Drones have become an everyday norm, something anyone can find at Best Buy or Amazon. For around $1,000 you can purchase a DJI Phantom 4 and start recording scenic landscapes in no time. After all, that’s what drones have been largely associated with: video footage. Even the smallest drone are capable of capturing breathtaking video.
In the underground world of drones, however, their sole purpose is to go as fast as possible, crashes be damned.
Drone racing is a fairly new sport, its history dating back only a few years. Mass produced drones, such as DJI’s Phatom 4, rely on a steady flight pattern. Their purpose is to capture amazing footage, but not much else. That changed when the drone racing underworld began to grow and morphed the cinema tool into speed machines.
This past weekend, the DR1 Invitational took place in Los Angeles at the Sepulveda Dam. It was the first drone race streamed live on Twitch and aired live on the Discovery Channel and Science Channel with a live perspective from the pilot’s FPV.
The event itself was very subdued and personal with only 12 racers though some events—such as the National Drone Racing Championships in New York this August, for which most of the racers at the DR1 Invitational had qualified—include up to 100 contestants. In events like the Nationals, each race can take place in three-hour increments, thus making it an all day experience. DR1 was nothing like that.
What sets drone racing apart from the normal way of controlling a drone is FPV, or first-person view. Normal drones rely on relaying the camera view into a screen on the controller or a device hooked up to the controller. For racing drones, the pilot straps on a VR-like headset that receives the feed from the camera on the drone. It’s an immersive experience as you explore the surrounding environment through the perspective of the drone. Wiping through turns at 80 miles per hour can be dizzying, but also wildly entertaining.
The thing that set the DR1 Invitational apart is the course. Unlike most other courses, this one made use of the dam and incorporated it into the race. Most races use a static ground format, but at this event, it made us of the track and introduced a 3D aspect. Racers corkscrewed through the dam portion of the racetrack, side-winding their way around the bridge.
With drones becoming more advanced and technology pushing this format forward, courses will become even more integral to the sport. Unlike previous drone tracks or even a sport like NASCAR, the courses aren’t basic run-of-the-mill circles. With the use of a three-dimensional course, the possibilities are endless to what can become of future drone races.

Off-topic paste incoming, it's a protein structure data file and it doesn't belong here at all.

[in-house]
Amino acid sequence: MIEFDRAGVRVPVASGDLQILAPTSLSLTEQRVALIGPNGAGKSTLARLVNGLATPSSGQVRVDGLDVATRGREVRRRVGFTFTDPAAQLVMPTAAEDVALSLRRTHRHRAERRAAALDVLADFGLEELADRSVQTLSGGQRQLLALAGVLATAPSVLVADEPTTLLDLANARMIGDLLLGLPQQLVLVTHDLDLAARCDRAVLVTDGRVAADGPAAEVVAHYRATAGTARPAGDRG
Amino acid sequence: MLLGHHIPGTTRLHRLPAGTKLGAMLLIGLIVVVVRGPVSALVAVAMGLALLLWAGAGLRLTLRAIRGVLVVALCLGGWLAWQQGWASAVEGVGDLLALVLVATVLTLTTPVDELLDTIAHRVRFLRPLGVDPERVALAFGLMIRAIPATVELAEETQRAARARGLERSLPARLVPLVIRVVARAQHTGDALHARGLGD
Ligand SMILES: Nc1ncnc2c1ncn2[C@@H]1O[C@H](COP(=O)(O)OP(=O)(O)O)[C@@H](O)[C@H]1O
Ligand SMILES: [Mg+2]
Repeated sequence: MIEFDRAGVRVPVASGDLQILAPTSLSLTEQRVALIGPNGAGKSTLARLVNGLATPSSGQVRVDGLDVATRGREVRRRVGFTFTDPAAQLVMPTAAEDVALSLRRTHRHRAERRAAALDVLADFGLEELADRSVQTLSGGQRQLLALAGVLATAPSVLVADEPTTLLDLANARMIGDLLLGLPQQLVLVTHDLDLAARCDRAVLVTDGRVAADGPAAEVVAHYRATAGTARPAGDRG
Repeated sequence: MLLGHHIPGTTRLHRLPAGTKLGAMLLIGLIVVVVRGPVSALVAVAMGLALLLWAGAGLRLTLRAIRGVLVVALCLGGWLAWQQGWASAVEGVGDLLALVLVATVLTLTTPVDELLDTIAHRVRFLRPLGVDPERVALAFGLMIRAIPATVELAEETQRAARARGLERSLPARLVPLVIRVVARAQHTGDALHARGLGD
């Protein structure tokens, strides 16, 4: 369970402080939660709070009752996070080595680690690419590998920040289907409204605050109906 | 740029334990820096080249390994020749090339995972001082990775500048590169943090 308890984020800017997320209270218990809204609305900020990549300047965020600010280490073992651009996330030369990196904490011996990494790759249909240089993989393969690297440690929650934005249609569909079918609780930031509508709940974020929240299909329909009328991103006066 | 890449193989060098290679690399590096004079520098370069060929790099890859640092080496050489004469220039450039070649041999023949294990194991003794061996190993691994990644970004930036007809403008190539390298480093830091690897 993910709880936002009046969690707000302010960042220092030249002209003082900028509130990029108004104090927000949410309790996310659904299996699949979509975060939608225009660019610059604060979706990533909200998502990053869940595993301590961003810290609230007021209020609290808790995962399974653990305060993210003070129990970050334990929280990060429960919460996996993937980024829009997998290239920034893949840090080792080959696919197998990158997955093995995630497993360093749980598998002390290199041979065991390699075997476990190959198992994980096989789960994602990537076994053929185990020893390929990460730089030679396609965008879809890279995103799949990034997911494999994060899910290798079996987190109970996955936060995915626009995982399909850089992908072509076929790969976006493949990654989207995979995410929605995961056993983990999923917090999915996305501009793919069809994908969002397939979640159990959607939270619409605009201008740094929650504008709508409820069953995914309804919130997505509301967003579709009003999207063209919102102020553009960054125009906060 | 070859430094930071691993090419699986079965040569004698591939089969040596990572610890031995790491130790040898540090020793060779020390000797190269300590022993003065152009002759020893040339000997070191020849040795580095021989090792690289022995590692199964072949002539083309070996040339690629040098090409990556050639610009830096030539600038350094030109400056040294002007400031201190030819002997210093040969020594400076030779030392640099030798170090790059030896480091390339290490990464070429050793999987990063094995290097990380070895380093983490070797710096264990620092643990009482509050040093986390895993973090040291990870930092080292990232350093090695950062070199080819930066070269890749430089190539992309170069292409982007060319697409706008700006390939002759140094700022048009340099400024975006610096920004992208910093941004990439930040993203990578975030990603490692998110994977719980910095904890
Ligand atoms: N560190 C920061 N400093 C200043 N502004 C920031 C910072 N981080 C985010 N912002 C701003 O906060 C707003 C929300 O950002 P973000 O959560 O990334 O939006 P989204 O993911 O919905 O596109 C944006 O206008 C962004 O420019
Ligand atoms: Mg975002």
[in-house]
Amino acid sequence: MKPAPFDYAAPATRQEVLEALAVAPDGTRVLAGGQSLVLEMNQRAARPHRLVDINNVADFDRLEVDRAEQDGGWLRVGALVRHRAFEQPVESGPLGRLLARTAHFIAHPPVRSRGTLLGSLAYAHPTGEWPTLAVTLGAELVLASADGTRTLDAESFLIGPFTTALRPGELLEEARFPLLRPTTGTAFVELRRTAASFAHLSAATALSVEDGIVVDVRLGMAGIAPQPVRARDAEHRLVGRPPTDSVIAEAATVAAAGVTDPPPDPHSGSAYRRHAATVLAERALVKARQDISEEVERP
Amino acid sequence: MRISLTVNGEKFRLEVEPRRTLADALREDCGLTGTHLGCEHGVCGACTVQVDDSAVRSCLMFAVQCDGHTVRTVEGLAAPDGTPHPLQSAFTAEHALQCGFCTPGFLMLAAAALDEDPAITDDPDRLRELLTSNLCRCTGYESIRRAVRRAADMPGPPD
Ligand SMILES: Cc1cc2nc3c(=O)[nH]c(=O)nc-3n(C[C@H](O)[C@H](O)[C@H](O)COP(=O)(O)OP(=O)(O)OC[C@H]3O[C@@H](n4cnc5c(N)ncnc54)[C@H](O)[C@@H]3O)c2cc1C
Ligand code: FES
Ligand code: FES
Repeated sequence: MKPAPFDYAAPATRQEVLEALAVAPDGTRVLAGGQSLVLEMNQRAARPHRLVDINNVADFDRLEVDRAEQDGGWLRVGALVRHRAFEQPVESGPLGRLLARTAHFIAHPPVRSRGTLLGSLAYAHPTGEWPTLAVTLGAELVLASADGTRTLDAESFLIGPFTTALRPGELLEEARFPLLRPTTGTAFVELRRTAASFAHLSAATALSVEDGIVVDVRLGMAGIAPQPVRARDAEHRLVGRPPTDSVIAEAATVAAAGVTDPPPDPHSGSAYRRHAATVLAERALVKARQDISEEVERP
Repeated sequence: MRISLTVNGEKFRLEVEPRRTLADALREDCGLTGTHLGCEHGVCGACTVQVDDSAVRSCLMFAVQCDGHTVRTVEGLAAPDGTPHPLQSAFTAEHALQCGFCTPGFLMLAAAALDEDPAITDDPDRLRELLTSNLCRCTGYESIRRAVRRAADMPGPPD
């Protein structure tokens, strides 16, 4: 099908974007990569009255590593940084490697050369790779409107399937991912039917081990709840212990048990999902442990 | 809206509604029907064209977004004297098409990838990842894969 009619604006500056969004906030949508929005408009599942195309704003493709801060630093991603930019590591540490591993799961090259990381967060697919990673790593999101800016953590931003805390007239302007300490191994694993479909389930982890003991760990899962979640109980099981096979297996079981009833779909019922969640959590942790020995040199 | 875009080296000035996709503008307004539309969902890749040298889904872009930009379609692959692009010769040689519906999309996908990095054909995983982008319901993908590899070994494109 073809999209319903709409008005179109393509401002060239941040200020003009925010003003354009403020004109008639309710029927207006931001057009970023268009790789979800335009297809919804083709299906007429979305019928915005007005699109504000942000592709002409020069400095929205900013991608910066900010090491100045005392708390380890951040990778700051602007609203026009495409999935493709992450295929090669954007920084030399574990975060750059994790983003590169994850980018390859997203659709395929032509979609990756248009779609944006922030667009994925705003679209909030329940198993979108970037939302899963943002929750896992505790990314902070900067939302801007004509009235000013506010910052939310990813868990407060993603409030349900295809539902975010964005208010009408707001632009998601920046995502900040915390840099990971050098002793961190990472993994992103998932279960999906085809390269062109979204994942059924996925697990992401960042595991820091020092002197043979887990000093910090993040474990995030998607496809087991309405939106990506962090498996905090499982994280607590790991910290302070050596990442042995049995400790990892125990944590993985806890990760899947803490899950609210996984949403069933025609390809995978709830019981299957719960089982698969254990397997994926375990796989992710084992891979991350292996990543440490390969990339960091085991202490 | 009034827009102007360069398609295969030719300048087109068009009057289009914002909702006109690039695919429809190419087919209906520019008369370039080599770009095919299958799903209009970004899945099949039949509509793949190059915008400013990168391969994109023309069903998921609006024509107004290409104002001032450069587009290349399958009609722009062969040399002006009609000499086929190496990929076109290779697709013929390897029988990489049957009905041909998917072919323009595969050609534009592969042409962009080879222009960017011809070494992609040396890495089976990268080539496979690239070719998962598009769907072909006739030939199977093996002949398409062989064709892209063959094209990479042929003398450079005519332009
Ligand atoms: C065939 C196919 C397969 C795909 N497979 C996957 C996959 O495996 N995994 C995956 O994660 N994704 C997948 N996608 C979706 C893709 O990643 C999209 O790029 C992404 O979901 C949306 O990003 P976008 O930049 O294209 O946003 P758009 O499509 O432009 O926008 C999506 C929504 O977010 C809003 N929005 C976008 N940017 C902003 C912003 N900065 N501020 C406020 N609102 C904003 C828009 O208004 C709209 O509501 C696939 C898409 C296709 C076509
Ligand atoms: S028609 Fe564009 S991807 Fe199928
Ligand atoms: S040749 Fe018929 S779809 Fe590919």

The drones used in these races, to put it nicely, don’t look sexy. They look cool and efficient, but not anywhere near as sleek as the DJI Phantom. But the brawn gives way to much more important features: durability and versatility. These drones work are a lot like LEGO; they’re meant to be reassembled in a matter of minutes. One wrong turn can lead to a crash, and honestly, how can a drone flying at 80 miles per hour not expect to crash? The loud metallic thud rang at least three times during the time trials and each time, the drone needed to be repaired on the spot.
The design of the drones is made up of four main parts: flight controller, ESC (electric speed controller), motors and FPV system. The flight controller, even larger than normal drone controllers, is the brain. The ESC’s, or electronic speed controller, do all the muscle work. Motors give the propellers power and keep the drone in flight. FPV consists of two parts: the VTX and the camera. The pieces are strapped and glued together on a carbon fiber base, the skeleton of the drone.
The key element of the FPV system is the standard camera, which is usually a standard definition video. Nothing special here, no 4K or even 1080p; the real purpose of this is to be as small as possible and to provide the visuals that can be sent to the racer’s headset. To compensate for the lack high-res video, many drone builders attach GoPros on top of the drone to capture the flight in high definition.
As cool as the drones are, the real stars of the world are the pilots. The diverse and wide-ranging group that attended DR1 ranged from ages 16 to over 40. The winner of the DR1 Invitational was the youngest pilot, Luke Bannister, who was just 16 years old. Some of the other pilots were Bapu Madhu, Tommy Tibia, Ken Dougherty, Johnny Shaer and Zoe Stumbaugh. Zoe is considered the best female pilot in the world. Each of the pilots already qualified for the National Drone Racing Championships in August.
Truth be told, not any regular Joe Schmo can take up drone racing. It can be complicated and expensive, but it’s also a rather adventurous hobby (if not career) for most people.
If you’ve never checked out the Drone Racing League, now may be the time to get ahead of the curve. Luke Bannister did and scored a sweet $30,000 payday for winning the DR1 Invitational.